The widow at No 10 fails to restore Congress fortunes

Tim McGirk in New Delhi watches the scramble to capitalise on the legacy of India's prime dynasty

For Indians, 10 Jan Path has become as famous as 10 Downing Street for Britons. It is not where the Indian Prime Minister lives, but the New Delhi home of Sonia Gandhi, the widow of Rajiv Gandhi. Increasingly, the fate of the governing Congress party is in her hands.

Over the past week her driveway has been jammed withCongress ministers, parliamentarians and state legislators paying court to the widow of the late prime minister. Mrs Gandhi, 47, was wooed by two warring factions: one headed by the Prime Minister, Narasimha Rao, and the other by two party rebels, Arjun Singh, a former cabinet minister, and N D Tiwari, a powerful party boss from Uttar Pradesh state.

Mrs Gandhi, a painting-restorer by training, was trying to patch up differences between the two factions before a split occurred in the party that has dominated Indian politics for nearly half a century.

More accustomed to Indian miniatures than to the broad canvas of ideologies and intrigues in today's Congress party, Mrs Gandhi failed in her restoration. On Friday the rebels broke away from the party.

Mrs Gandhi has always maintained an enigmatic silence on party affairs but this time word leaked out of 10 Jan Path that she was upset by the Prime Minister's "lukewarm'' and ``evasive" response to her fence-mending. Political observers who engage in the arcane practice of trying to interpret Mrs Gandhi's moods through her silence claim she snubbed the Prime Minister at a wreath-laying ceremony yesterday marking the fourth anniversary of her husband's assassination. Mr Rao arrived late, one minute before the service ended, and she wheeled away without greeting him.

The rebels were also hovering at Rajiv Gandhi's memorial, for they and Mr Rao are all trying to pass themselves off as the heirs of the Nehru- Gandhi dynasty which has ruled the party since even before independence in 1947.

So far, the split does not pose much of a threat to Mr Rao. Twelve MPs defected but many more are showing growing signs of discontent with Mr Rao, despite the economic growth his reforms have produced. Mr Singh, claiming to represent the "real" Congress party, and Mr Tiwari were able to attract more than 30,000 disgruntled party workers to a rally on Friday in New Delhi.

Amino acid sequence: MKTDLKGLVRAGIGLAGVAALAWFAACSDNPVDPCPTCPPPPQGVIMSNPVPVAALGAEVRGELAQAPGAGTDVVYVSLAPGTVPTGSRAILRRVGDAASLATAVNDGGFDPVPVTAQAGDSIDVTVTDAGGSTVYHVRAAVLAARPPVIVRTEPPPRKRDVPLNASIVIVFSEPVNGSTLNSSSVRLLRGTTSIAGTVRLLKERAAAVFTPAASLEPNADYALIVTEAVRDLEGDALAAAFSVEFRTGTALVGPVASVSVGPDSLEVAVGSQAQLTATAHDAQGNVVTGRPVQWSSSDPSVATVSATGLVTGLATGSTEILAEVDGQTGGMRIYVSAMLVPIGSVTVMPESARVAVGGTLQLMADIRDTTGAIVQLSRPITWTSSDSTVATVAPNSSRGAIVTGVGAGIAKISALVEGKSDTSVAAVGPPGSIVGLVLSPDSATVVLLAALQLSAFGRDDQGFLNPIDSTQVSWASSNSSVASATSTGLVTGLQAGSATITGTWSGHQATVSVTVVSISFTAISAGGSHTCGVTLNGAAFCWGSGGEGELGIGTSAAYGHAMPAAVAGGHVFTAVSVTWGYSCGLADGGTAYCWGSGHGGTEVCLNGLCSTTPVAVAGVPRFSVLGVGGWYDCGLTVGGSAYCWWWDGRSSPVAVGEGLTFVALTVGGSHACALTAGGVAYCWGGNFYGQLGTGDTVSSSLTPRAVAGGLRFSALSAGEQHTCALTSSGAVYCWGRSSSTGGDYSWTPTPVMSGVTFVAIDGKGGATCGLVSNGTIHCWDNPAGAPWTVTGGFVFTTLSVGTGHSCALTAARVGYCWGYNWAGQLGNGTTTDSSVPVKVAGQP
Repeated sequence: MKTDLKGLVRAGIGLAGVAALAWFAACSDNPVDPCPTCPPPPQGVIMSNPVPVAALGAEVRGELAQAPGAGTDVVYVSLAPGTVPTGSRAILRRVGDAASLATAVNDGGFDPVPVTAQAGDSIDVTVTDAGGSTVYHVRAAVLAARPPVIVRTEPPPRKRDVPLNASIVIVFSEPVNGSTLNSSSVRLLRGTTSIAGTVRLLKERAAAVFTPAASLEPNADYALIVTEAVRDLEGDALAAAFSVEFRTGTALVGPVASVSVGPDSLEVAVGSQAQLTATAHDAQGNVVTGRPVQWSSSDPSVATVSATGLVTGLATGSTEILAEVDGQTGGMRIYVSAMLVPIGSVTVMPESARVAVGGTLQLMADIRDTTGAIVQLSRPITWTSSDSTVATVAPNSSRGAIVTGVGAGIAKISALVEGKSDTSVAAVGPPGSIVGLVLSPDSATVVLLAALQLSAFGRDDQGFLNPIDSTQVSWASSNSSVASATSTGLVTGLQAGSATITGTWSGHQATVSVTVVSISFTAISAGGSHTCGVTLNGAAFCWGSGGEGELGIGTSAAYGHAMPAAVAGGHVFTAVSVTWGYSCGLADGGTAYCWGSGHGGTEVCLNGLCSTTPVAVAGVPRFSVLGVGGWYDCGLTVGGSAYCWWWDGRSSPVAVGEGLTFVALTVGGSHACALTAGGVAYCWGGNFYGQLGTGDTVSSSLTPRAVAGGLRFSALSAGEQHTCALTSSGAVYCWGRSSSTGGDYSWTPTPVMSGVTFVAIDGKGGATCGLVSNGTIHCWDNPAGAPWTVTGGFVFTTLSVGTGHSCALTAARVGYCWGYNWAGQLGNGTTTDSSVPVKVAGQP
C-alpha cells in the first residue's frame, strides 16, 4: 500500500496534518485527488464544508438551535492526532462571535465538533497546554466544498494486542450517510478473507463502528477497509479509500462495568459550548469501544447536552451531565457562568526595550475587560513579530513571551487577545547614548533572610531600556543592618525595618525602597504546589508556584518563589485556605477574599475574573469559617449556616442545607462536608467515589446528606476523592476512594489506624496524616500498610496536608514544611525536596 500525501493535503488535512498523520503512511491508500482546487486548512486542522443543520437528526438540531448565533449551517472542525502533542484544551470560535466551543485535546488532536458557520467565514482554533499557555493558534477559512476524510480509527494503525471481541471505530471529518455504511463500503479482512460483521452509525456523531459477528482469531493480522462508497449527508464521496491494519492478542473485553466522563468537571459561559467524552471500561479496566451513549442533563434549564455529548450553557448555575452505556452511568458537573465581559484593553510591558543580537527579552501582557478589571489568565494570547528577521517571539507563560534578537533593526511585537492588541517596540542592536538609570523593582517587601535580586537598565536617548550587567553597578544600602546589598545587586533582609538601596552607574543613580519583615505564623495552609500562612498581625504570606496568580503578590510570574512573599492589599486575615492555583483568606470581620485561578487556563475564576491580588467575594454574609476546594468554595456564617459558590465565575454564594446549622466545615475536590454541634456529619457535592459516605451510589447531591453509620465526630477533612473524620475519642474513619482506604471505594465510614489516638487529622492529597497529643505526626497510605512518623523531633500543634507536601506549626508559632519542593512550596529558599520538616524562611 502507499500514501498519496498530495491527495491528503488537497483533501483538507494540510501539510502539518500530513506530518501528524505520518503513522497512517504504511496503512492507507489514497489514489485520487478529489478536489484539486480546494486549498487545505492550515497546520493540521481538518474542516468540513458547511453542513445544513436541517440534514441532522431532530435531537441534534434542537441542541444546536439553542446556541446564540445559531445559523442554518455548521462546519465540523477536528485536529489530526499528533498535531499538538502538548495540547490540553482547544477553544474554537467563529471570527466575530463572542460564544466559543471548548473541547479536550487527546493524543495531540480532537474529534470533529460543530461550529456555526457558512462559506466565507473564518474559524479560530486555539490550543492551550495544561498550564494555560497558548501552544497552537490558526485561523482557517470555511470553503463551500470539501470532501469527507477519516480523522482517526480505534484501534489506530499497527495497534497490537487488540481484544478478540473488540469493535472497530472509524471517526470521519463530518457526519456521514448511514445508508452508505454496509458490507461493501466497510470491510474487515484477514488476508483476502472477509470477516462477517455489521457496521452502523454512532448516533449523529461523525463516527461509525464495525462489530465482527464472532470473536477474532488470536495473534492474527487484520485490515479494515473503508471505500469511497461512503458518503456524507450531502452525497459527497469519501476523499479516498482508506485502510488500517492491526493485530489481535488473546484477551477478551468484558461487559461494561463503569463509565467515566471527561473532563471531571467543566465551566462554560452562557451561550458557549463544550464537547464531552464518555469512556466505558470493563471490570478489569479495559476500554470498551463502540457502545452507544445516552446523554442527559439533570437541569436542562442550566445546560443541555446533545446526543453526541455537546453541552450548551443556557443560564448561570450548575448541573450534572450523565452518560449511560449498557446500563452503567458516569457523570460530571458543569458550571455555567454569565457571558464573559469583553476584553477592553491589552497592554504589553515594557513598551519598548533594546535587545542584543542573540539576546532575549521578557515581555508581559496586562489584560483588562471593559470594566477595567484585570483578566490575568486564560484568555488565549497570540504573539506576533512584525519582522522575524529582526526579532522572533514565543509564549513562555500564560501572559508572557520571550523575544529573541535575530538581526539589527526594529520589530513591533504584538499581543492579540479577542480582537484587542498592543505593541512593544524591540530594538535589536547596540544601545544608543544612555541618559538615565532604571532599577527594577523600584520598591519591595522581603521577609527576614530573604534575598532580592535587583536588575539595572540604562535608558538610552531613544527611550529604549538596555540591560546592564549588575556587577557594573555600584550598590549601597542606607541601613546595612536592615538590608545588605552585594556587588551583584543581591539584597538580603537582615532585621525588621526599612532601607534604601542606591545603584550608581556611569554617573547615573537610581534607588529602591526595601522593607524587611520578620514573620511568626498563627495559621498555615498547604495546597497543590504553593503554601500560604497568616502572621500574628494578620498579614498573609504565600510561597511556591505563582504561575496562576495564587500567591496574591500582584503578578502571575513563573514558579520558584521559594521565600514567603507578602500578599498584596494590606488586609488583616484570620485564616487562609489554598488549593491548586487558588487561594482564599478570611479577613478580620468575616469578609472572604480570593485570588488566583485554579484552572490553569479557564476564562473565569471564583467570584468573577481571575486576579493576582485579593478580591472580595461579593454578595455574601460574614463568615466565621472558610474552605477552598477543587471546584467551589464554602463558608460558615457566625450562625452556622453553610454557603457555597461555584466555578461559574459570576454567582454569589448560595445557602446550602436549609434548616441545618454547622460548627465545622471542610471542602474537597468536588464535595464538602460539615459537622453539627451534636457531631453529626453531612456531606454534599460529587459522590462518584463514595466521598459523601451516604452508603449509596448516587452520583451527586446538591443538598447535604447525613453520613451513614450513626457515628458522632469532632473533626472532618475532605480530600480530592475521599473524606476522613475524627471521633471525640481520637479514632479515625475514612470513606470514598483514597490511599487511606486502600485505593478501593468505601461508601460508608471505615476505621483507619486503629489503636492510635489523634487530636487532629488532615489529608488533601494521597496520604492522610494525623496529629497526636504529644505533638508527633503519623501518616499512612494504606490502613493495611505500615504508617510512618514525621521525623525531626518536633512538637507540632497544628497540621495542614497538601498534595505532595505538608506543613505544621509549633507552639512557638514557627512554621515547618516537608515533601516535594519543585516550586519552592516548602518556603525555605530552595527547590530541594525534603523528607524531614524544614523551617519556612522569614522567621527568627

They are blaming Mr Rao for the party's debacle in the last round of state-assembly elections and are demanding that he resign as party leader.

Mr Singh and Mr Tiwari say that only by dumping Mr Rao now can Congress rebuild itself in time to stave off certain defeat in next year's general election against a growing movement of right-wing Hinduism. "There is no question of toppling the government," Mr Singh asserted.

At an emergency meeting over the weekend with his party loyalists, Mr Rao decided to take disciplinary action against the dissidents, threatening them with a six-year expulsion from the party. But the momentum against Mr Rao is rolling. Several of his "loyalists", including Sharad Pawar, the powerful former chief minister of Maharashtra, found excuses not to attend Mr Rao's council of war. In parliament last week Mr Rao narrowly escaped a no-confidence motion over the army's failure to prevent a Muslim shrine being burnt down in Kashmir.

That Congress's future depends on an Italian-born housewife with no political qualifications shows, according to analysts in New Delhi, how far the party which produced such giants as Jawaharlal Nehru and Indira Gandhi has sunk.

Few observers give the party any chance of winning next year's general election. India will most probably be governed by the emerging right-wing Hindu parties or by a coalition of parties divided on lines of region, caste and religion.

It bodes ill for Mahatma Gandhi's dream of a secular, united India.

Start your day with The Independent, sign up for daily news emails
Have you tried new the Independent Digital Edition apps?
ebooksA special investigation by Andy McSmith
Arts and Entertainment